Chancellor's Fact Sheet Closing Branch Libraries for Chemistry, Biology, and Physics - FY 2002 & 2003 Budget Reduction Process

SEPTEMBER 10, 2002

University of Nebraska-Lincoln

Love Library currently maintains five, disciplinary-based science branch libraries and the staff to support them. These include libraries for Chemistry, Physics, Biology, Geosciences, and Mathematics. Love Library does not have sufficient space to shelve the books from these libraries in Love Library itself. Indeed, the Library system has requested state funds to build a library storage facility to solve the overcrowding of Love Library, which is near or over capacity. The campus master plan contemplates construction on East Campus. This request, while once high on the capital queue for the NU system, was replaced in favor of the emergency needs of the Sheldon Memorial Gallery. Currently, commercial storage space is leased for the storage of this overflow and such storage costs will continue to increase.

  The annual costs associated with the current arrangement are as follows:

Cost of maintaining chemistry, biology, and physics branch libraries: $250,000
Cost of commercial storage leases $122,355
Total $372,355

The proposal is to close the Chemistry, Biology, and Physics branch libraries and to use the funds currently allocated for these branches as well as the funds used to purchase commercial storage space for the lease/purchase of a library storage facility. The Math and Geosciences Libraries would remain unaffected. The branches would close once the library storage facility is completed. The Math Library appears to be more central to the discipline and, unlike the sciences, serves as its laboratory. The Geoscience Library contains mostly maps which are difficult to shelve within a general library and which lack the cataloging system necessary to facilitate user access without direct contact with the materials.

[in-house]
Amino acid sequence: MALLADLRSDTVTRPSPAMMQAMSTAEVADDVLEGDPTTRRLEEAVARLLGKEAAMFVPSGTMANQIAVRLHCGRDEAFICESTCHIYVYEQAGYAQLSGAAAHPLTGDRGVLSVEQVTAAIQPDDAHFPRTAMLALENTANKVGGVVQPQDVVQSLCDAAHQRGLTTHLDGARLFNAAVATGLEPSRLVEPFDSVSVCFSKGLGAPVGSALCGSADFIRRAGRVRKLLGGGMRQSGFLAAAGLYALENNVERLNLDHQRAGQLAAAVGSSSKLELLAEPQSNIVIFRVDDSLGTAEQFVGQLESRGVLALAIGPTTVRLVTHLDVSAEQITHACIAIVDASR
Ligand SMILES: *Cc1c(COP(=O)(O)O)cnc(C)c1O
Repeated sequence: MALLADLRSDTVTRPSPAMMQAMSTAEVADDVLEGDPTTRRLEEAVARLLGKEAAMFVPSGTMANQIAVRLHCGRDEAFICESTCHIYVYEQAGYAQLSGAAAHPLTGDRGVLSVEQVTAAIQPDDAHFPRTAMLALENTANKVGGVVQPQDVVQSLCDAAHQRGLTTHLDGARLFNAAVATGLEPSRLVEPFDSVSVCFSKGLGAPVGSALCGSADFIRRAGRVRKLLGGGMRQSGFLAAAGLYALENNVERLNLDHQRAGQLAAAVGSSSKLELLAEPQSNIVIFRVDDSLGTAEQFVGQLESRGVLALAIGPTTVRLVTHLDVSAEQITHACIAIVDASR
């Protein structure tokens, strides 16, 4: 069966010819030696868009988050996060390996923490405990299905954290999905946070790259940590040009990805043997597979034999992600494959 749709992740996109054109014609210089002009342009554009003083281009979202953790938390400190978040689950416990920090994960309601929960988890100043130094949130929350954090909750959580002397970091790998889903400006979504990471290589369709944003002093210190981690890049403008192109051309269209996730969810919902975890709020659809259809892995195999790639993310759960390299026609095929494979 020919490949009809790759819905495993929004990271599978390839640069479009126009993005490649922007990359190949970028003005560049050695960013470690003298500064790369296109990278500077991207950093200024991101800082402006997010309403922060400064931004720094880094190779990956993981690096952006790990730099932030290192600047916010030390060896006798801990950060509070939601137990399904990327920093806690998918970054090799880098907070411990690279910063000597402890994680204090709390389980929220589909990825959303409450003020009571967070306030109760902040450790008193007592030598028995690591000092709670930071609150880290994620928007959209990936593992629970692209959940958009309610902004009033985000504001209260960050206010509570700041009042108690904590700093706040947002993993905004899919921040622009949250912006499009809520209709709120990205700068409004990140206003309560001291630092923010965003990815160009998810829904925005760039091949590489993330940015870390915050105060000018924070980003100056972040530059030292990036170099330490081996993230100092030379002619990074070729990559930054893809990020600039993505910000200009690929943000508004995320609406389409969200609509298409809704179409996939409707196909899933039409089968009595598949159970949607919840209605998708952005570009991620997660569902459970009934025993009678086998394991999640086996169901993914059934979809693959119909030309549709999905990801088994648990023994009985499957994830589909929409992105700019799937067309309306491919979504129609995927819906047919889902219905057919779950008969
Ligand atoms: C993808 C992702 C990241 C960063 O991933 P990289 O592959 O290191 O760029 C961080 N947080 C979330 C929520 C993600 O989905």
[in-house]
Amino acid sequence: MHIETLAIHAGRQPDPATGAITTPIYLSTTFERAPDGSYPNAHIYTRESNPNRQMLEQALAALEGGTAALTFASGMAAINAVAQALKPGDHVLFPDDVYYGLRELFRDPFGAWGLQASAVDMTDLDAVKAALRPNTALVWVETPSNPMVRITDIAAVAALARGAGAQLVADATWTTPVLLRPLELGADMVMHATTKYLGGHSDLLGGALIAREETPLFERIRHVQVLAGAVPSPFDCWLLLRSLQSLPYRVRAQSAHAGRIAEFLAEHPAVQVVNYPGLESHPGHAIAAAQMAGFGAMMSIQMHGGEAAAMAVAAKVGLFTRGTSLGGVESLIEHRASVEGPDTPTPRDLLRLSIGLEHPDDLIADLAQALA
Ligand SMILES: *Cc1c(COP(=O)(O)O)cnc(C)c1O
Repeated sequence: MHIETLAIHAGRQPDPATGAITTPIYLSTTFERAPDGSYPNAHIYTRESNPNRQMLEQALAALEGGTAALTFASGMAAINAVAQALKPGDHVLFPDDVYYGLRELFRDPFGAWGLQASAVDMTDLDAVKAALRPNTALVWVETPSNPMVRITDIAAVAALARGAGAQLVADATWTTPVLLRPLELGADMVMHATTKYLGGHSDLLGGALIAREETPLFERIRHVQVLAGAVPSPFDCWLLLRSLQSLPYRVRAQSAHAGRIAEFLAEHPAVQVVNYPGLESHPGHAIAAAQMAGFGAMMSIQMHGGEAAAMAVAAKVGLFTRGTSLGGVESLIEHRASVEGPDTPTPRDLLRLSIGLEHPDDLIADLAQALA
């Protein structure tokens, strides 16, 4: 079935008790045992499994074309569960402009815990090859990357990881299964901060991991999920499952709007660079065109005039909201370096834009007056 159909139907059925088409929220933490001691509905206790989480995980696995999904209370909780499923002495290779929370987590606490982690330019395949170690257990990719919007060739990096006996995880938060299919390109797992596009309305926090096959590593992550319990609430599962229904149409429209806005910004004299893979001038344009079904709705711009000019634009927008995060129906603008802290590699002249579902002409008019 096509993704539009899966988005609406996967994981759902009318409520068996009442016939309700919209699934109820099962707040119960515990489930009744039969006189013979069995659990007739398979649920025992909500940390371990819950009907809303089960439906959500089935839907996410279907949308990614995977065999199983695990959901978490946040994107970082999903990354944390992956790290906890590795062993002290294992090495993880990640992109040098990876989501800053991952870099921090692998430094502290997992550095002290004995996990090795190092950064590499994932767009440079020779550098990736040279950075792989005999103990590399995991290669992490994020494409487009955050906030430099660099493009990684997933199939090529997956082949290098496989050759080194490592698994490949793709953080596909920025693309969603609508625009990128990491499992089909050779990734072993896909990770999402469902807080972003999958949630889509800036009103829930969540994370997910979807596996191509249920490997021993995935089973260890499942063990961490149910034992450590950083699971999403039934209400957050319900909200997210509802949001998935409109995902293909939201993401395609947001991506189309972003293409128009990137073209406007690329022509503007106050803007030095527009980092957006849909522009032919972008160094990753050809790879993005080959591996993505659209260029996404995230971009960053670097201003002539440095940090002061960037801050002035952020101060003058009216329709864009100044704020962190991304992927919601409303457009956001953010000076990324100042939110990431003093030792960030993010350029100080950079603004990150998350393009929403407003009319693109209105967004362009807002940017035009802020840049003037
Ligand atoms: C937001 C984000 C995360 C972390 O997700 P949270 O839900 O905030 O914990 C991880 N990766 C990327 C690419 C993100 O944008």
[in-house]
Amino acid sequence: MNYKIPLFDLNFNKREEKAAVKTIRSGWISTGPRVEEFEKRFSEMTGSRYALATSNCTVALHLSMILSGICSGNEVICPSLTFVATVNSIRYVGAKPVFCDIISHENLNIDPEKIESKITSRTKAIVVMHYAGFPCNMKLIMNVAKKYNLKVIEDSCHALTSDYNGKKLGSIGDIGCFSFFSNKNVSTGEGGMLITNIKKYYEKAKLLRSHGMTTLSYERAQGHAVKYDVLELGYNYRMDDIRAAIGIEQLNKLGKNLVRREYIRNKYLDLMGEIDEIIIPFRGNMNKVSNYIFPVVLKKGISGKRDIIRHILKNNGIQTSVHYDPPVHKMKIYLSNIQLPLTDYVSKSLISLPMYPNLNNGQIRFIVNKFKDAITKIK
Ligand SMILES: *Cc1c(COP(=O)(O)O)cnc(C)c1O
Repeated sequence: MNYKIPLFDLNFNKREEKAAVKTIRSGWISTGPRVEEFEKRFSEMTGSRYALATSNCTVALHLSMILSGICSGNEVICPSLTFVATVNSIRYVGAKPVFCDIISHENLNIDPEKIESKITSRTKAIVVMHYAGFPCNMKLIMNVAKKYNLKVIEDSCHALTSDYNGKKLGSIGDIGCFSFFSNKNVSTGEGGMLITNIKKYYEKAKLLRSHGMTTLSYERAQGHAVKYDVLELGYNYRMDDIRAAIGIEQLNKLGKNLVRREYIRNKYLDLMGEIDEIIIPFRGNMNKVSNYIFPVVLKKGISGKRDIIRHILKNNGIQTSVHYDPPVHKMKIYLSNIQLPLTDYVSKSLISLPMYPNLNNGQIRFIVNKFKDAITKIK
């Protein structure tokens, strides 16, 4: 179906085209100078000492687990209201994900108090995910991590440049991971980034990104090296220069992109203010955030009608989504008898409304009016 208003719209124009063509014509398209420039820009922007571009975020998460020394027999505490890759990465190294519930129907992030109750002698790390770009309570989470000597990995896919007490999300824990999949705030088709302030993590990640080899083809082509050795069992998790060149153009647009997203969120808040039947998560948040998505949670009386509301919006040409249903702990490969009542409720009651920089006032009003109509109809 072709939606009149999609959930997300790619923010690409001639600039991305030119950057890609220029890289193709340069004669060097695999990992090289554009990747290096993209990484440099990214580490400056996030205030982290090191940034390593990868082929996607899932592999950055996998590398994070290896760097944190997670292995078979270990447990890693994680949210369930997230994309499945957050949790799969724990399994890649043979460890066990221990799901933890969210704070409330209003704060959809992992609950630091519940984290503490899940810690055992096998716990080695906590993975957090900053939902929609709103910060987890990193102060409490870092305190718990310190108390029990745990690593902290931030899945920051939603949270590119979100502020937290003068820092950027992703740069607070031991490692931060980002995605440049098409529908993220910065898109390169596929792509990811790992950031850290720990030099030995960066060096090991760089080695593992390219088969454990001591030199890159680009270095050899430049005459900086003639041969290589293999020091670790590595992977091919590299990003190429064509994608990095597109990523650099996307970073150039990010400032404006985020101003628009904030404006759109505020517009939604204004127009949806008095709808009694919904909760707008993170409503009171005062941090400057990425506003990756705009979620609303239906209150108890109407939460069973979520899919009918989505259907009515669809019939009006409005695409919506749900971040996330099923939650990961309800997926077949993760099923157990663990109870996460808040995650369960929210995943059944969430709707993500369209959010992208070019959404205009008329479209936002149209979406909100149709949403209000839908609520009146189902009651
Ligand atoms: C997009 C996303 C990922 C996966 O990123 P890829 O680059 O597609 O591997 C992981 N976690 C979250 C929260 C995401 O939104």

Once the library storage facility is constructed, current materials in Chemistry, Biology, and Physics will be housed in Love Library in space made available by removal of older materials from across the Library’s collections to the new storage facility. Material in storage, on whatever topic, will be accessible to the University community through library personnel.

Estimates for construction costs for an 800,000 volume, modern library storage facility total $3 million, which, under current conditions, would provide the library with 10 years of expansion potential. Because of favorable interest rates it is possible to enter a 20-year lease/purchase arrangement to construct the facility. The funds currently utilized to maintain the branch libraries and lease commercial storage space are sufficient to make the lease payments. By projecting unavoidable increases in these costs over the 20-year term of the lease, the University is expected to save almost $9 million. Although this proposal will not achieve any immediate budget reductions, it is hoped that future budget stability will allow us to reinvest these savings back into the library’s collection.

The primary negative impact of this proposal will be the inconvenience to faculty and students in the affected disciplines. Undeniably, having a library within the same building as faculty offices makes it more convenient to access the collection on an as needed basis. However, this inconvenience is modified by the following observations:
  1. Both Physics and Chemistry are located within close proximity to Love Library.

  2. Life science faculty located in Manter are within close proximity to Love Library. Other life science faculty are housed in more remote locations such as Beadle and on East Campus. These faculty have as easy access to Love Library as to the branch library in Manter.

  3. Increasingly, periodical literature and other materials in the sciences are available on-line either in full-text or in abstract form.
  4. Love Library has a delivery service that can provide one-day service delivery to any of the science buildings.

  5. Other disciplines across the University have found the absence of a disciplinary library a workable circumstance.

The question may arise as to whether this proposal would place faculty in our science departments at a competitive disadvantage. Accordingly, a review of the situation on our peer campuses was undertaken. The results show that of the 10 universities in our peer group, only 5 have branch biology libraries, 4 have branch physics libraries, and 3 have branch chemistry libraries. (Of our 10 peers, 7 have branch math libraries and 6 have branch geology libraries).

As a test of whether the elimination of the branch science libraries would undermine the various departments’ opportunity to achieve national recognition, we conducted a study of chemistry branch libraries. Accordingly, a separate review was made of the universities whose chemistry departments were ranked by NSF. Of the 88 ranked institutions, 23 did not have a branch chemistry library and 11 of these were more highly ranked than Nebraska. In addition, only 25 had stand-alone Chemistry libraries. All others were combined with other sciences or engineering and many of these were in buildings separate from where the chemistry faculty were housed. Thus it does not appear that the proposal places our science departments at a competitive disadvantage.